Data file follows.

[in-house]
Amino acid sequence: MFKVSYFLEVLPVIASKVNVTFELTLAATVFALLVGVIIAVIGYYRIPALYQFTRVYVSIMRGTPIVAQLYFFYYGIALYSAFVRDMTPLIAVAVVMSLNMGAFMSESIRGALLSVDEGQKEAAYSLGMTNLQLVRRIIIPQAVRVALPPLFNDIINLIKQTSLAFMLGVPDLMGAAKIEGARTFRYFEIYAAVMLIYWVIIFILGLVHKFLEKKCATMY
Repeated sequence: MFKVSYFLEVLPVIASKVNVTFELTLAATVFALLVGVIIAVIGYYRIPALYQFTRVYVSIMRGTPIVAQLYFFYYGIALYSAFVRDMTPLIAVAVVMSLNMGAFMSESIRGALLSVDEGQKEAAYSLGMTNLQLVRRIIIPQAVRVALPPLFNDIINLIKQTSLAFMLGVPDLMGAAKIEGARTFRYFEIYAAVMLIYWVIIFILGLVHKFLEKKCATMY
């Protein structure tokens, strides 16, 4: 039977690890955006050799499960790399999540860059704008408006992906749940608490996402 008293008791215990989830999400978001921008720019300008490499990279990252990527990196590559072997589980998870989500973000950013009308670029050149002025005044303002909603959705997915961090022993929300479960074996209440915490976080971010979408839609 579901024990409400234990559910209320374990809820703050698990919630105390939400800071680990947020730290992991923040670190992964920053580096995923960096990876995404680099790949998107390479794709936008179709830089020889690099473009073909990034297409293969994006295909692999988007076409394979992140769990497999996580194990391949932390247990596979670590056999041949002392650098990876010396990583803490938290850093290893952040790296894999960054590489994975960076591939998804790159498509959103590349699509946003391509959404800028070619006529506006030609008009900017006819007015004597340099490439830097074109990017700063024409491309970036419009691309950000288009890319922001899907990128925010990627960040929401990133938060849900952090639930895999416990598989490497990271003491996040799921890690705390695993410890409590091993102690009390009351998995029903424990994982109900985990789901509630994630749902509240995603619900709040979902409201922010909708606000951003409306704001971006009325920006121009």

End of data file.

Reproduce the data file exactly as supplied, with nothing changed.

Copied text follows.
[in-house]
Amino acid sequence: MFKVSYFLEVLPVIASKVNVTFELTLAATVFALLVGVIIAVIGYYRIPALYQFTRVYVSIMRGTPIVAQLYFFYYGIALYSAFVRDMTPLIAVAVVMSLNMGAFMSESIRGALLSVDEGQKEAAYSLGMTNLQLVRRIIIPQAVRVALPPLFNDIINLIKQTSLAFMLGVPDLMGAAKIEGARTFRYFEIYAAVMLIYWVIIFILGLVHKFLEKKCATMY
Repeated sequence: MFKVSYFLEVLPVIASKVNVTFELTLAATVFALLVGVIIAVIGYYRIPALYQFTRVYVSIMRGTPIVAQLYFFYYGIALYSAFVRDMTPLIAVAVVMSLNMGAFMSESIRGALLSVDEGQKEAAYSLGMTNLQLVRRIIIPQAVRVALPPLFNDIINLIKQTSLAFMLGVPDLMGAAKIEGARTFRYFEIYAAVMLIYWVIIFILGLVHKFLEKKCATMY
């Protein structure tokens, strides 16, 4: 039977690890955006050799499960790399999540860059704008408006992906749940608490996402 008293008791215990989830999400978001921008720019300008490499990279990252990527990196590559072997589980998870989500973000950013009308670029050149002025005044303002909603959705997915961090022993929300479960074996209440915490976080971010979408839609 579901024990409400234990559910209320374990809820703050698990919630105390939400800071680990947020730290992991923040670190992964920053580096995923960096990876995404680099790949998107390479794709936008179709830089020889690099473009073909990034297409293969994006295909692999988007076409394979992140769990497999996580194990391949932390247990596979670590056999041949002392650098990876010396990583803490938290850093290893952040790296894999960054590489994975960076591939998804790159498509959103590349699509946003391509959404800028070619006529506006030609008009900017006819007015004597340099490439830097074109990017700063024409491309970036419009691309950000288009890319922001899907990128925010990627960040929401990133938060849900952090639930895999416990598989490497990271003491996040799921890690705390695993410890409590091993102690009390009351998995029903424990994982109900985990789901509630994630749902509240995603619900709040979902409201922010909708606000951003409306704001971006009325920006121009």